Actually it was used again by Dublin.

  39. Actually it was used again by Dublin.

    Ah! I bet I realized that at the time I was using it because it was so nicely done. Thanks for correcting me.

  40. Acoustic Rob: The link in (13) is giving me a 404 error.

    I gave it a try just now and it worked for me.

  41. 1) I don’t see a SFF in translation working for the Hugos at this time for all the reasons it was argued against when proposed at Dublin’s Business Meeting. But it might be something the Locus Awards could do if they could put together a long enough list of possibilities on the recommended reading list.

    5) Not sure what is being proposed or what it’s meant to solve other than the comment about Hugo nominating and voting code. Would love to see Helsinki or Dublin’s (they seemed like they were the same from a user’s prospective) be permanently used. Although I did like that CoNZealand’s used a new link each time.

    6) Even though I haven’t participated in the Retro Hugo process, I’d still like to see them continue. (I often start off the nomination and voting periods thinking, “This will be the year I read all the things!” Then reality sets in and I have to start prioritizing what I can even get to for the current Hugos.)

  42. Nickpheas on August 11, 2020 at 3:06 am said:
    There definitely was a vote by email option in 2015, because I did.

    Don’t remember specifically for 2015, but one of the reasons I hadn’t voted on site selection until this year was because I didn’t want to deal with snail mail or having someone else hand deliver. (Also because living in Michigan makes Chicago the most likely location for me to actually attend.) Never knew about any other option.

  43. The Retro Hugos would seem to have two possible functions: to imaginatively (re)construct what the Worldcon members of 19xx might have chosen; or to look back, as 21st-century Worldcon members, at the work of 19xx and vote for our favorites. Both approaches impose on the past, directly or indirectly, contemporary values, sensibilities, and understandings–necessarily subjective matters (absent some kind of quantitative/qualitative evaluation scheme involving sales figures, fanzine reviews, prozine LOCs, and perhaps reputation tracking via anthologies, histories, homages, and other backward-looking instruments).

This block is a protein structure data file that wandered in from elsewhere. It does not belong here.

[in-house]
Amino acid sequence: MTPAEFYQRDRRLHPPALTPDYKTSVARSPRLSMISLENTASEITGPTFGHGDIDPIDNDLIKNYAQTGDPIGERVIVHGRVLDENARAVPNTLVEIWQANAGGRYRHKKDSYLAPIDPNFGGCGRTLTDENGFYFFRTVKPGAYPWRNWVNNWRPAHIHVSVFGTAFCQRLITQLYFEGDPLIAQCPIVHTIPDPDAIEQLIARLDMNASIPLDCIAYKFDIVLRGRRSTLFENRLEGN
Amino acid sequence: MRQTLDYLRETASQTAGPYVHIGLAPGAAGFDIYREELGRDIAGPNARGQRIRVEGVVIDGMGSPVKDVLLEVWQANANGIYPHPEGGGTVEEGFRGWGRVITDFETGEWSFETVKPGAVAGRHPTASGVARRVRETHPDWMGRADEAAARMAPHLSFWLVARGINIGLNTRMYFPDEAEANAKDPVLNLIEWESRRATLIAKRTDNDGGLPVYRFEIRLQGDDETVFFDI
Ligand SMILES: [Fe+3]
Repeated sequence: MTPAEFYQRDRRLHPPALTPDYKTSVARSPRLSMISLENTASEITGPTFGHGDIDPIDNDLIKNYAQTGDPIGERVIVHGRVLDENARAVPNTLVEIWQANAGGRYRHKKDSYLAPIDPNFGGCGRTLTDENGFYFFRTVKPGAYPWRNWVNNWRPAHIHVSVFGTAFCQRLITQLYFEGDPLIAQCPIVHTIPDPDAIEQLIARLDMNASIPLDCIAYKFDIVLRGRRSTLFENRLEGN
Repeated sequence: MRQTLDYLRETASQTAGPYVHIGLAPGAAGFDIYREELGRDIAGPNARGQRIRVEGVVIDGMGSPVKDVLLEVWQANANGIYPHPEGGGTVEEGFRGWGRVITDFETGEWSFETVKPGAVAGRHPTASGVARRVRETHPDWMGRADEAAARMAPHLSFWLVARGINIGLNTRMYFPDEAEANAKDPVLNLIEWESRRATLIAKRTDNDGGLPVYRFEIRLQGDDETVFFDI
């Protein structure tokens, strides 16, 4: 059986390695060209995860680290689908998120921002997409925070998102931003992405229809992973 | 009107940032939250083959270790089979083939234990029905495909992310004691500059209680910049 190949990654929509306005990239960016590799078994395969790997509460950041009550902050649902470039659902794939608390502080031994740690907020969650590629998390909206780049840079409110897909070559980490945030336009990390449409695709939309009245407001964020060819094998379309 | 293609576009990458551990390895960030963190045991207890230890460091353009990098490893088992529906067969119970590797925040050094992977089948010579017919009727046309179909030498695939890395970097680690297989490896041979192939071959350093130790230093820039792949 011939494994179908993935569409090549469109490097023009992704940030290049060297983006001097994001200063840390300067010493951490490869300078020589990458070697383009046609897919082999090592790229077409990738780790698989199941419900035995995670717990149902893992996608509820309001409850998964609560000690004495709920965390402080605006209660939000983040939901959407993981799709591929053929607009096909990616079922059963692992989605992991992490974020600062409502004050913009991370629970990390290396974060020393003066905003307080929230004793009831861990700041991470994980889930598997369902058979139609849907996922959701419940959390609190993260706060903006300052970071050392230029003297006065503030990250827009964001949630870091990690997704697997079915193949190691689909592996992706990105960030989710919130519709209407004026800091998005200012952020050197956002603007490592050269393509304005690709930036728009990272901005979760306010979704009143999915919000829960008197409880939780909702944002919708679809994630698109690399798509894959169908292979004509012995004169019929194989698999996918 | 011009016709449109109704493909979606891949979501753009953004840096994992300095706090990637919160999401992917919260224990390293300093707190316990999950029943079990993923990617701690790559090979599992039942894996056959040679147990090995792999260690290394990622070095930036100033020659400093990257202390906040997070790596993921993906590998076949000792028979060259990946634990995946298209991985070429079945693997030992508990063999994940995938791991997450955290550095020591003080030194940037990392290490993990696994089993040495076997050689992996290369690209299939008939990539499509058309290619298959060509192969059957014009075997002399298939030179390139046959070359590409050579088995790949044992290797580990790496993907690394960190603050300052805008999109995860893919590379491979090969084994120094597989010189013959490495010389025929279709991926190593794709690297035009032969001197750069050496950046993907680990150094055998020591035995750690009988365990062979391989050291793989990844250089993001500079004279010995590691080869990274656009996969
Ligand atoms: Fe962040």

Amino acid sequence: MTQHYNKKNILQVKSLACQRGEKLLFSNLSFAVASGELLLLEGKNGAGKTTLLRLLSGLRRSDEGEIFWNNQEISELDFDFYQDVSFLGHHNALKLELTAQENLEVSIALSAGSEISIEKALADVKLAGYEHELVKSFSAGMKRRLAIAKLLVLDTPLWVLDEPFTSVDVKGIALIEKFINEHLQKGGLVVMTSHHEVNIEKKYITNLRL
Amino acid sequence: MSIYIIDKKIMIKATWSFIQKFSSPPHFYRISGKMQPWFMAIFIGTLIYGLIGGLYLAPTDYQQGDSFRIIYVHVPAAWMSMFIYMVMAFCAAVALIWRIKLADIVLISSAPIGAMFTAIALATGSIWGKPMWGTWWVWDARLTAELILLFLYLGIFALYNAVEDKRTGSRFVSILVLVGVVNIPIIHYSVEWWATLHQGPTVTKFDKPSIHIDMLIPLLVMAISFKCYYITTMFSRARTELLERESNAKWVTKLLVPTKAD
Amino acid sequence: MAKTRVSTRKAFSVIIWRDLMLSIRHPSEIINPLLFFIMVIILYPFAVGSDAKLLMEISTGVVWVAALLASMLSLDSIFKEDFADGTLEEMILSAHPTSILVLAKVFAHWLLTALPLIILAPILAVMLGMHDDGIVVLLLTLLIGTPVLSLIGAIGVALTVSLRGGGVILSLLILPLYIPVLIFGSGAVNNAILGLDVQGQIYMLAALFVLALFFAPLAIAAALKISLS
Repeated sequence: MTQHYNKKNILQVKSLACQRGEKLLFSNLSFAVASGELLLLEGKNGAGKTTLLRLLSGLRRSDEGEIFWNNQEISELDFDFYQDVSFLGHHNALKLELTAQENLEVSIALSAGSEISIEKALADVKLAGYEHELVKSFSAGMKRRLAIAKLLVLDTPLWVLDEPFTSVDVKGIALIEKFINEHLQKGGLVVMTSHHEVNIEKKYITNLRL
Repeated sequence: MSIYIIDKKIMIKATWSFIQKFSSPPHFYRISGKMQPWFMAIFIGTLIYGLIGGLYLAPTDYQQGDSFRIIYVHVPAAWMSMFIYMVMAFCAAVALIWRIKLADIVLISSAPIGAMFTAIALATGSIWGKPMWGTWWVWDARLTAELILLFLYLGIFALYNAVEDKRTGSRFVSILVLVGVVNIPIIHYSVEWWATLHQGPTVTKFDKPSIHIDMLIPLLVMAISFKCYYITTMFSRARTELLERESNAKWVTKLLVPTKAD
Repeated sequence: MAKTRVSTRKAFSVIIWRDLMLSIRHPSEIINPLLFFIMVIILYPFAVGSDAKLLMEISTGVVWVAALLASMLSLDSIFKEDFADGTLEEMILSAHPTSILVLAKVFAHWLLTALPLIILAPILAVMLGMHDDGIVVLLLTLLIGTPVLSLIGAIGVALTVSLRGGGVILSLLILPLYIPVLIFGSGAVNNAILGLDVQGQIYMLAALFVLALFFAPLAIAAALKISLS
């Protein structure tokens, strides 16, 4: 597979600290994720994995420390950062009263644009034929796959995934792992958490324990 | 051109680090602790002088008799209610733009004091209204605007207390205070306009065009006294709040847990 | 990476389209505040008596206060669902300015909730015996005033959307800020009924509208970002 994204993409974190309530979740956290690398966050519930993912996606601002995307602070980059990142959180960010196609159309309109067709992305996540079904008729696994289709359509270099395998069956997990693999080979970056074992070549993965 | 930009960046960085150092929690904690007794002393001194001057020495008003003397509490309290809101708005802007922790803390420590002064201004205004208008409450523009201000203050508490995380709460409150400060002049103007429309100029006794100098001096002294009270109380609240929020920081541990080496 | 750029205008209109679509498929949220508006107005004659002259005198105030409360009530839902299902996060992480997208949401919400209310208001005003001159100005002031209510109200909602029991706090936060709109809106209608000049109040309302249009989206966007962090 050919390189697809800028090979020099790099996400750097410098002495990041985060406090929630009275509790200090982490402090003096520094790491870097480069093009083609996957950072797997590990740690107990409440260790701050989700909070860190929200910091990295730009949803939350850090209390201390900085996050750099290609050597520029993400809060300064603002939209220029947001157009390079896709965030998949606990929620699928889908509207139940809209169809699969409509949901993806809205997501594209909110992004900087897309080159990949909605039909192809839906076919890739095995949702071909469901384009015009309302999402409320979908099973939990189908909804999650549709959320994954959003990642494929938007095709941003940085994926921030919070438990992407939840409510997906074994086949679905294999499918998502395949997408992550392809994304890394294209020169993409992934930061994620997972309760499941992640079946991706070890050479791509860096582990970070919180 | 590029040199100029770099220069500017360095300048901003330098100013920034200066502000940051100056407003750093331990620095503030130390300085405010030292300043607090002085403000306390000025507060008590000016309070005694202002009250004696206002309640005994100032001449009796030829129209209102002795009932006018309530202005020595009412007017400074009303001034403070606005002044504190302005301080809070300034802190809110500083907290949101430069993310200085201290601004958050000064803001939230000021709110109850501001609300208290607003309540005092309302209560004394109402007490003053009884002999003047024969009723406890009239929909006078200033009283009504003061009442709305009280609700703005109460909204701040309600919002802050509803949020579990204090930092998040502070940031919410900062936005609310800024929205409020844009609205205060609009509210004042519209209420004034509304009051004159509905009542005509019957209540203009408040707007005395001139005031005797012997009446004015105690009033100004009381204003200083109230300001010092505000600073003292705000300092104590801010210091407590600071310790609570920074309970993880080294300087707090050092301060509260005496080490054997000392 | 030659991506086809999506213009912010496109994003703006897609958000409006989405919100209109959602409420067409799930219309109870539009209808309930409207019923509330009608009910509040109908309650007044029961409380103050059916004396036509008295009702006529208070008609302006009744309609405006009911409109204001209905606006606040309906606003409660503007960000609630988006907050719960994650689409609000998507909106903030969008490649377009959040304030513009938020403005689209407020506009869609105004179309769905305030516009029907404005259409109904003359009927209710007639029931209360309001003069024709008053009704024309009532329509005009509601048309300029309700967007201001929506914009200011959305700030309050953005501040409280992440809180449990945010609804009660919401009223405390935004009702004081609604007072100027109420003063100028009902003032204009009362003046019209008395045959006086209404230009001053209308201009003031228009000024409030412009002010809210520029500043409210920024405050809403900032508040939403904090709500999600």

Or, as Hampus has suggested, we can see it as a parlor game, the kind of thing that used to show up on con panels as a playful exercise with nothing more at stake than showing off one’s argumentative ingenuity and knowledge of the Late Devouring Period.

    And always remember: the Hugos are chosen by a small subset of SF/F readership, what used to be a minority of a minority in the popular fiction world and that even today does not track reliably with what the larger popular-culture audience thinks of as sci-fi.

    We might want to untwist our knickers.

  44. Maybe I haven’t been paying close enough attention, but when did we add a “Best First Novel” category to the Hugoes? Or is that meant to refer to the “Astounding (not a Hugo) Award for Best New Writer”? (Which is not limited to novel writers.)

  45. 5) I have found the serial unique online voting systems to be an odd choice. Thinking of the larger picture, there are a number of software packages that are probably of use to successive WorldCon organizations. (Adobe PDF, an Office suite of some flavor/flavour, etc.)

    Having an IT suite maintained by the WSFS would seem like an easy win/win/win proposal.

    Regards,
    Dann
    Freedom works…each and every time it is tried.

Leave a Reply

Your email address will not be published. Required fields are marked *

This site uses Akismet to reduce spam. Learn how your comment data is processed.